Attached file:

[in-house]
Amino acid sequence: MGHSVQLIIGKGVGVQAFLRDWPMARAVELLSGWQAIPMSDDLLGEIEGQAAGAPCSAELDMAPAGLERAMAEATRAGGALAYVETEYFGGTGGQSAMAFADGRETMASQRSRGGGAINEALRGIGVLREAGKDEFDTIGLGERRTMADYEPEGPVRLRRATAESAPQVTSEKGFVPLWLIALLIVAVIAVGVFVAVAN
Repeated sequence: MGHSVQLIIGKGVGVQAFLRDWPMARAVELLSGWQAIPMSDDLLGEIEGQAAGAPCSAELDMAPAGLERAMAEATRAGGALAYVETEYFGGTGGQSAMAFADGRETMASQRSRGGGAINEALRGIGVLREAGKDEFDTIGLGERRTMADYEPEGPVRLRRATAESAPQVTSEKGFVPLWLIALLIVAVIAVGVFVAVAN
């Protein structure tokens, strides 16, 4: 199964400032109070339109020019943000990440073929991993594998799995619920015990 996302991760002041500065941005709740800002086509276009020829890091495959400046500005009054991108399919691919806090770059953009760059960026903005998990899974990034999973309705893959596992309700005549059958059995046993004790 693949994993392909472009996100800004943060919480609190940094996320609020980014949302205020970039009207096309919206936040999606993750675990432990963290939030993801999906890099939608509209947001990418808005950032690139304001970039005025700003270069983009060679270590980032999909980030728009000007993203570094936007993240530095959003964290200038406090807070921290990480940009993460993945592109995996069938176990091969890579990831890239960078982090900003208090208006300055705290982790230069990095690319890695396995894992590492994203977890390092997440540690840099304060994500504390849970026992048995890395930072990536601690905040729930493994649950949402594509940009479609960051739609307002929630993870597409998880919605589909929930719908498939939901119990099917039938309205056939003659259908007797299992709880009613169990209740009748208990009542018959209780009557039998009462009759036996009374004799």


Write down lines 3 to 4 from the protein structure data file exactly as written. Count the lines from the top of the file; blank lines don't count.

Repeated sequence: MGHSVQLIIGKGVGVQAFLRDWPMARAVELLSGWQAIPMSDDLLGEIEGQAAGAPCSAELDMAPAGLERAMAEATRAGGALAYVETEYFGGTGGQSAMAFADGRETMASQRSRGGGAINEALRGIGVLREAGKDEFDTIGLGERRTMADYEPEGPVRLRRATAESAPQVTSEKGFVPLWLIALLIVAVIAVGVFVAVAN
């Protein structure tokens, strides 16, 4: 199964400032109070339109020019943000990440073929991993594998799995619920015990 996302991760002041500065941005709740800002086509276009020829890091495959400046500005009054991108399919691919806090770059953009760059960026903005998990899974990034999973309705893959596992309700005549059958059995046993004790 693949994993392909472009996100800004943060919480609190940094996320609020980014949302205020970039009207096309919206936040999606993750675990432990963290939030993801999906890099939608509209947001990418808005950032690139304001970039005025700003270069983009060679270590980032999909980030728009000007993203570094936007993240530095959003964290200038406090807070921290990480940009993460993945592109995996069938176990091969890579990831890239960078982090900003208090208006300055705290982790230069990095690319890695396995894992590492994203977890390092997440540690840099304060994500504390849970026992048995890395930072990536601690905040729930493994649950949402594509940009479609960051739609307002929630993870597409998880919605589909929930719908498939939901119990099917039938309205056939003659259908007797299992709880009613169990209740009748208990009542018959209780009557039998009462009759036996009374004799």